The Takata airbag recall is thought to be the largest recall in the history of the automotive industry. The defective airbags are blamed for at least 16 fatalities and 180 injuries worldwide, and there are as many as 100 million vehicles from 34 manufacturers involved. Anyone who has been notified that their car or truck needs a replacement should act right away.
Recent information from the National Highway Traffic Safety Administration, however, indicates that some 8.8 million owners were notified of the recall and went to have their vehicles repaired but were turned away because no repair kits were available. Moreover, of the 46.2 million vehicles recalled so far in the U.S., only about 15.8 million have actually been repaired.
As you may recall, the inflator component of the faulty airbags can explode with too much force, breaking surrounding plastic and metal parts in the airbag housing. The broken parts can shoot like shrapnel throughout the vehicle, injuring anyone inside. Most of the injuries and deaths have occurred in Honda vehicles in the U.S., but virtually all major manufacturers have affected vehicles, according to NHTSA's Takata air bag recall website.
What should I do if my vehicle has a recalled airbag and I can't get it fixed?
Be persistent. Takata says that it has "dramatically increased" production of replacement kits for the dangerous airbags. Only two-thirds of those new kits contain inflators manufactured by companies other than Takata, however. That means that you may get your existing airbag replaced by a newer one of the exact same manufacture, which itself will ultimately need replacing.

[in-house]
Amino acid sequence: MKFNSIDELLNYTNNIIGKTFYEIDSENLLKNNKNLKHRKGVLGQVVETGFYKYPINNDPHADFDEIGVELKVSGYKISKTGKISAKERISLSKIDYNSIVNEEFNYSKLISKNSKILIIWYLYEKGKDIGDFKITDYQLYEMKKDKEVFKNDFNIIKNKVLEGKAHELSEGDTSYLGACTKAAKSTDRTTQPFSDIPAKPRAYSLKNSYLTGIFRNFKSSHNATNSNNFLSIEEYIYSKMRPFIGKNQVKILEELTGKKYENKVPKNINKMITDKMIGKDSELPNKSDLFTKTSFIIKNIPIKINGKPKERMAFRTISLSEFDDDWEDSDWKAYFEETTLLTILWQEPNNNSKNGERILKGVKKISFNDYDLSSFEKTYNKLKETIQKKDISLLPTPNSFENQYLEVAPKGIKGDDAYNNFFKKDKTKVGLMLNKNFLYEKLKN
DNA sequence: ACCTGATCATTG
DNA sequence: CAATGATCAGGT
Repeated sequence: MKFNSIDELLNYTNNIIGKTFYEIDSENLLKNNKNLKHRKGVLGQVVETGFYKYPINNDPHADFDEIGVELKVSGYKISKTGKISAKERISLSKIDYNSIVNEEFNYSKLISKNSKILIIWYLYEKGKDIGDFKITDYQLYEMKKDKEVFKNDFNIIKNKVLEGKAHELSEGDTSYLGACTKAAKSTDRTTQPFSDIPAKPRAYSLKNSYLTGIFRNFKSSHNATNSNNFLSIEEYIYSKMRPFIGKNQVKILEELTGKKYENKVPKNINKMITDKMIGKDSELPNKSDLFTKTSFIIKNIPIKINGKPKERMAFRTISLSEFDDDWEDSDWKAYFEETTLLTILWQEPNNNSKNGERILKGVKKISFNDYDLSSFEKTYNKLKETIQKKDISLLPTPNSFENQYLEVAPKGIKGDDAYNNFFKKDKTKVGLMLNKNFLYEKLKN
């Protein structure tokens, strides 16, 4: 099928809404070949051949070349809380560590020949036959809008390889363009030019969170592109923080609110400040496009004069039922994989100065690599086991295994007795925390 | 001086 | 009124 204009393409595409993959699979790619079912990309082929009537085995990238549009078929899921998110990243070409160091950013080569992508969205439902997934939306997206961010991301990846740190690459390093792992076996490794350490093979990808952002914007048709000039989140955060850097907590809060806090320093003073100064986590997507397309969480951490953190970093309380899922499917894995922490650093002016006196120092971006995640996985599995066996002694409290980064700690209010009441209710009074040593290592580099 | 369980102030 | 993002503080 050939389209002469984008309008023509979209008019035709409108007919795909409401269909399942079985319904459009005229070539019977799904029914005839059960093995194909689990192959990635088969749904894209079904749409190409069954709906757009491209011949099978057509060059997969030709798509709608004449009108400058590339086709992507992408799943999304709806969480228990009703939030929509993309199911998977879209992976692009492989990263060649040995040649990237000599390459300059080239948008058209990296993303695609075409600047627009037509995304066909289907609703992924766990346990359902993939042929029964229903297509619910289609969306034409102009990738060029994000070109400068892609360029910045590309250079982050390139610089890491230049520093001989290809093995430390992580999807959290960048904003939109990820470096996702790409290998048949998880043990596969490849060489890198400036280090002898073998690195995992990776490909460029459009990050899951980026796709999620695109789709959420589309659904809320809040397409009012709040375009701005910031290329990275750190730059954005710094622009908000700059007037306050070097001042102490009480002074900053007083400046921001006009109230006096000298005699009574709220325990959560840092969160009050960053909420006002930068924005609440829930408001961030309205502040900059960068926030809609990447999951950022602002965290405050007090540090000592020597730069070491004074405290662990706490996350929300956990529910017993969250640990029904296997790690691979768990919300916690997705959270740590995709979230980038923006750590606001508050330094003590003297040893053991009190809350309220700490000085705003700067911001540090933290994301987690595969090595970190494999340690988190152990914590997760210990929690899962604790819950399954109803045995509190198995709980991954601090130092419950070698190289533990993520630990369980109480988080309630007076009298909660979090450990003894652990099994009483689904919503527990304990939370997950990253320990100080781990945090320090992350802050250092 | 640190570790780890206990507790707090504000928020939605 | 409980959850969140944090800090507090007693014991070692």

Take what repair is available. You may wonder if it's worth replacing an old Takata airbag assembly with a newer version. NHTSA urges you to do so. The data it has collected strongly indicates that the age of the inflator directly relates to the likelihood it will fail. Getting a newer version will substantially increase your safety while you await a better version.
Do not disable your airbag. As we mentioned in our last post, a defective airbag can be very dangerous. Even though that's true, NHTSA points out that only some of the older Takata airbag assemblies will fail. Most of them will perform properly in a crash, and airbags save around 2,400 lives a year. A disabled airbag, on the other hand, will fail 100 percent of the time.
If you suspect your airbag or any other auto part may have failed at a crucial moment, please reach out to an attorney who practices product liability. Your lawyer can help you get answers and protect your legal rights.